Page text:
Are Community Energy Projects Still Viable?

Prior to the changes in the Feed in Tariff at the beginning of 2016, community energy projects around the UK were beginning to thrive. With many local residents buying shares in various solar, wind and hydro installations, it seemed the perfect way to develop renewables across the country.

But did the slashing of subsidies by the Government at the beginning of the year mean that community energy is now less viable? Or is there still a place in our communities for these small scale but important projects?

According to a recent ICM poll, the support for community based renewable energy projects is still high:

“More than two-thirds – 67% – of the 2,000 UK adults polled by ICM last month said they would support local community-owned renewable energy projects such as solar panels and wind turbines, with just 8% in opposition.”

Not only that, but 78% of respondents thought the Government should actually be doing more to help community projects get off the ground. Many people are also willing to see a small surcharge on their bills for local initiatives that benefit their local area.

Organisations such as the Co-operative Energy and the Energy Savings Trust have been helping communities to develop their own renewable energy projects for the last six years for solar, wind and hydroelectric power. Most energy companies are owned by their shareholders but the Co-operative is actually dictated to by its members and the organisation believes that people want to see more locally based initiatives such as this.

According to managing director Ramsay Dunning:

“The newly formed Department for Business, Energy and Industrial Strategy (BEIS) and its welcomingly engaged ministers have a fantastic opportunity to tap the public’s goodwill and provide a significant boost to the UK’s social enterprise economy.”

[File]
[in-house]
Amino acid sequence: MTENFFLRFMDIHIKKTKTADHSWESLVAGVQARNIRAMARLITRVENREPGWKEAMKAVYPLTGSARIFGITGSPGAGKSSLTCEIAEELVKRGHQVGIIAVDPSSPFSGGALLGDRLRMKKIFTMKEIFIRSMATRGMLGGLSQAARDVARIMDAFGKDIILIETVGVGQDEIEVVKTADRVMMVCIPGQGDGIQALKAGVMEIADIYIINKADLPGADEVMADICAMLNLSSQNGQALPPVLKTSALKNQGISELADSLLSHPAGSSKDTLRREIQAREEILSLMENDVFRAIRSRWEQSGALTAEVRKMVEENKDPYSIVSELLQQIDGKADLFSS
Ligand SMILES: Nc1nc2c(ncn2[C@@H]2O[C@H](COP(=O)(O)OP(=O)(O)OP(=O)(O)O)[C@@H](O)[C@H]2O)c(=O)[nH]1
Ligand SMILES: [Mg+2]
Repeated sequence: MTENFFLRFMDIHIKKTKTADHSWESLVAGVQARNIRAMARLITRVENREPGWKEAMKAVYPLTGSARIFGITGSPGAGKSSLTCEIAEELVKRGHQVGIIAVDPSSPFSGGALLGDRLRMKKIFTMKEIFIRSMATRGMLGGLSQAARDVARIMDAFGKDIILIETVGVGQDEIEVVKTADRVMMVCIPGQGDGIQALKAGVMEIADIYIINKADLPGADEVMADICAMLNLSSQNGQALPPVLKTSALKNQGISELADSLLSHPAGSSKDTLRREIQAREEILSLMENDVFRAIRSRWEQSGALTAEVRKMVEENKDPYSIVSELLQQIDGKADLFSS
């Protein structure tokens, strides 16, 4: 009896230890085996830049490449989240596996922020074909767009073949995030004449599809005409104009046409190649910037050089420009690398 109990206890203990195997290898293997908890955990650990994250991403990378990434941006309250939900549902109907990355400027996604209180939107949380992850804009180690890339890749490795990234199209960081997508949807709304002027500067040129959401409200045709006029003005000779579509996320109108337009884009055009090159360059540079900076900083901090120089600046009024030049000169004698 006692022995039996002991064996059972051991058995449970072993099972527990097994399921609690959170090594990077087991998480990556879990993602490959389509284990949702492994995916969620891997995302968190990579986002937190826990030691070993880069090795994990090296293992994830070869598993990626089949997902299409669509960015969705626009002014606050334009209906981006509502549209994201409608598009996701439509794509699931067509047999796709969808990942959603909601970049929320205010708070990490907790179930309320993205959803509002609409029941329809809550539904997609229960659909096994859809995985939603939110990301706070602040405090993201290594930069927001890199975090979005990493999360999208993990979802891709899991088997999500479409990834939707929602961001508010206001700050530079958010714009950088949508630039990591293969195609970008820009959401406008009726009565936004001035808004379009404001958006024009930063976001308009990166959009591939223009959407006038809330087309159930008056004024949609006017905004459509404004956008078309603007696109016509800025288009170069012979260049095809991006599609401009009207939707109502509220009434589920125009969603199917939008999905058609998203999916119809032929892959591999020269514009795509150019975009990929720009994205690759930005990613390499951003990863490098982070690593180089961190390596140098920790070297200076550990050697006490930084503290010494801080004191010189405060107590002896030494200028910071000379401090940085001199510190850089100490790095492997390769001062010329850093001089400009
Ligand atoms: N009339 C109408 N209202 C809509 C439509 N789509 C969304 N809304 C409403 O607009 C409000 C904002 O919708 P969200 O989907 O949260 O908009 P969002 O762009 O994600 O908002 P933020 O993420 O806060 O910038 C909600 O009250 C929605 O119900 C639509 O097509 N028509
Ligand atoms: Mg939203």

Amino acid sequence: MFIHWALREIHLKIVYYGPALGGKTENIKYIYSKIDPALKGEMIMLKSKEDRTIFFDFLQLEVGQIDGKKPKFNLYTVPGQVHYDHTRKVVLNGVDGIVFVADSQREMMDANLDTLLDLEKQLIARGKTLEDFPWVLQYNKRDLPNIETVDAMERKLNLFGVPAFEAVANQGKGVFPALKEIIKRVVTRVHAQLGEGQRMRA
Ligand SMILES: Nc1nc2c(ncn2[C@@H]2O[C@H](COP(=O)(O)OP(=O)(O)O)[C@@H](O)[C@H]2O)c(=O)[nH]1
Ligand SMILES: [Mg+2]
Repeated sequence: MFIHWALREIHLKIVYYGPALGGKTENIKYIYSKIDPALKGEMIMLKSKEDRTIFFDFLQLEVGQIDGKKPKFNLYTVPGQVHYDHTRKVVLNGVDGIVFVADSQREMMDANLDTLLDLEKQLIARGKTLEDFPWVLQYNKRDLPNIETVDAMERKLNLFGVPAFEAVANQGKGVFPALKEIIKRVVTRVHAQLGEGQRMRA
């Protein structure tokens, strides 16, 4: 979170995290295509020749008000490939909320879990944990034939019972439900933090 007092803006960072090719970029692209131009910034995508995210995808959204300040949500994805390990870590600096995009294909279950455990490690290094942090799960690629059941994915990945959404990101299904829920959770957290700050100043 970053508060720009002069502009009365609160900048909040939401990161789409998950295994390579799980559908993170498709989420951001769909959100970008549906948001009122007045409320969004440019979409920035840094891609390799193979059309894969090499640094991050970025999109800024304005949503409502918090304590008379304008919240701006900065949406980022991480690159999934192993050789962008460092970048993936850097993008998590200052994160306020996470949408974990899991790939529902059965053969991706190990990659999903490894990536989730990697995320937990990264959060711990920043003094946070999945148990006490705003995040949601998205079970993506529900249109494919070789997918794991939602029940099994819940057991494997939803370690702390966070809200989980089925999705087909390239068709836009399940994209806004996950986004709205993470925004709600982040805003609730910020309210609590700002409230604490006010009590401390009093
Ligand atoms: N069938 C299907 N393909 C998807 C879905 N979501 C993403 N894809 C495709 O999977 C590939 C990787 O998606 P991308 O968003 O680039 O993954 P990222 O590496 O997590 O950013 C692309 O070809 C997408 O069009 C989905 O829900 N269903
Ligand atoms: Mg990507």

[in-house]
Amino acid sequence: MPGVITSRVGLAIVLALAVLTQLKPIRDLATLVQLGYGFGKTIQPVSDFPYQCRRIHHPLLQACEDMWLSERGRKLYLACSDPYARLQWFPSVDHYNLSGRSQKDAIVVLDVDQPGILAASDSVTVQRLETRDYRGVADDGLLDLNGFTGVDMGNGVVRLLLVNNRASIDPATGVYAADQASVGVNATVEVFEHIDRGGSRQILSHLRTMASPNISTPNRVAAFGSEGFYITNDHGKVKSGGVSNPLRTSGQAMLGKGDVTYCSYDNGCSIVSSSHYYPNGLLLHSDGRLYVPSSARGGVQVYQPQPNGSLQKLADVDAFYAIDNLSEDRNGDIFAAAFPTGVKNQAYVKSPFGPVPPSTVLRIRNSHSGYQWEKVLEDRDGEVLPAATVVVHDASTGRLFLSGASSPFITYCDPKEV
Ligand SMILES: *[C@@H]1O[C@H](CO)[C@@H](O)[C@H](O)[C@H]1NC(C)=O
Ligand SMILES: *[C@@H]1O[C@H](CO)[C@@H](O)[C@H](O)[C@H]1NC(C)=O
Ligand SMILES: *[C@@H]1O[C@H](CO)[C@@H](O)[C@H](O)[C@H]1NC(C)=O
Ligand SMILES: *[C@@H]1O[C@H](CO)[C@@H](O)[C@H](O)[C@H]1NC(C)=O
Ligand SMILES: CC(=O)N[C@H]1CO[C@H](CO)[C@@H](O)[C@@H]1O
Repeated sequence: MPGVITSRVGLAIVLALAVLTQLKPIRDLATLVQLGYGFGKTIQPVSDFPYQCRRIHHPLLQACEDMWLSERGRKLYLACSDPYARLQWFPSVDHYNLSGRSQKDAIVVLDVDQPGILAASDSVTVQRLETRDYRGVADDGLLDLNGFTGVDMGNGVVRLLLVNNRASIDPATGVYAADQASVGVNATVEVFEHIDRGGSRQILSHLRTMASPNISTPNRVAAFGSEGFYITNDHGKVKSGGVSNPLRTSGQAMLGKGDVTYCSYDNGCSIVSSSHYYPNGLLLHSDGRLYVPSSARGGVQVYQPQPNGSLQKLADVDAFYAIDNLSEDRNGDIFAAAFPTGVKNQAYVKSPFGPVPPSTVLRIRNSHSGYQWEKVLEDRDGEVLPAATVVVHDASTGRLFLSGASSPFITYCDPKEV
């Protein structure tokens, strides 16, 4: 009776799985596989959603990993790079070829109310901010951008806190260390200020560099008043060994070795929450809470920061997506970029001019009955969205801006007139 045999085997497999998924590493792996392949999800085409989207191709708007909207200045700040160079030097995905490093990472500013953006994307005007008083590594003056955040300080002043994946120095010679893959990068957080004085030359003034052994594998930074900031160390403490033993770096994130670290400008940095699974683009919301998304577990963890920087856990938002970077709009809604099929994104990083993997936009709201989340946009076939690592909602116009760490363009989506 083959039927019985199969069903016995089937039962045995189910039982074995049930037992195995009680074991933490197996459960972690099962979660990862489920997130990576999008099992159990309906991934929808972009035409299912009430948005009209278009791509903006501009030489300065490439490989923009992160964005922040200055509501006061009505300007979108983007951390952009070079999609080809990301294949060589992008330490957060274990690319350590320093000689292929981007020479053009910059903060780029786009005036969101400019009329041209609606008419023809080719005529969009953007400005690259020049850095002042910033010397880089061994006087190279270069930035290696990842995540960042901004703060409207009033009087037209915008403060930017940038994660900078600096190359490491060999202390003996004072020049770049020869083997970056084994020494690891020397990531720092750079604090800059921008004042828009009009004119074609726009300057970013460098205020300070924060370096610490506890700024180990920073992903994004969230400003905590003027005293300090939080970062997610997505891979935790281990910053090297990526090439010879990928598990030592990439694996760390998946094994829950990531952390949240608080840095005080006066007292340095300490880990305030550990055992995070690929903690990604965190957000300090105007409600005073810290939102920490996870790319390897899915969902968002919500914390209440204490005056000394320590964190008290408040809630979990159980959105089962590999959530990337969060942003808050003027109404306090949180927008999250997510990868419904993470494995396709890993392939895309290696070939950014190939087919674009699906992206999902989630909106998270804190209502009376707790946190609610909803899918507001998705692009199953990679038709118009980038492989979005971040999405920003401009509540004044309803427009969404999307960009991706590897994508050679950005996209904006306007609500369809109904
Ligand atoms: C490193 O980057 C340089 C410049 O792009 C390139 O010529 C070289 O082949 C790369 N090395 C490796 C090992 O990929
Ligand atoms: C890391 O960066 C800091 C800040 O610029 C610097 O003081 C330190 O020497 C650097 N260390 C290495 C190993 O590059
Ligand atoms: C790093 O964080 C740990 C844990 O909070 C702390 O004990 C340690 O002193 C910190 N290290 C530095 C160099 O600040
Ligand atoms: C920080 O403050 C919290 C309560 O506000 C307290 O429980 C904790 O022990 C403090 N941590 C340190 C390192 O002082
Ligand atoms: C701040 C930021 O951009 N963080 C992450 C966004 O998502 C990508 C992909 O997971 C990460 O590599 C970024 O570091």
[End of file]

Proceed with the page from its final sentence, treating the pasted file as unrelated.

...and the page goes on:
Last year 76 projects were registered but this dropped dramatically once the Government introduced new changes and slashed the subsidies at the beginning of 2016. Just 10 community schemes have been registered so far this year, a worrying sign for anyone who wants to see more local involvement in renewable energy. Last week, Labour leader Jeremy Corbyn said that he would reverse many of the Government’s energy policies and pointed to community energy schemes in particular.

According to the Guardian recently:

“Community energy schemes, many of which are run or partly run by local volunteers and which invite residents to invest, can also benefit schools and other public buildings by reducing their energy bills. But they have suffered from the axing of key tax relief, increasingly complex regulations and the slashing of the feed-in tariffs meant to support the growth of solar panels.”

Community projects are still viable but many people are now less willing to invest on a local level as the feed in tariff subsidy has been cut by so much. That doesn’t mean there won’t be any more projects in the future but the loss of a decent subsidy has certainly made a big difference. The recent Chester Community Energy project managed to get its scheme underway just before the cuts but would not have been able to proceed without a competitive feed in tariff. Those that had begun to raise money, including one for the Brighton Energy Co-operative, now find themselves unable to continue.

The chances are that, unless things change and policy becomes more favourable, we will indeed see less and less community projects in the coming years. Something that could have had a significant impact on our energy infrastructure has now been stalled and there appear to be no plans to rectify the problem. That’s something we perhaps should all be a little angry about.


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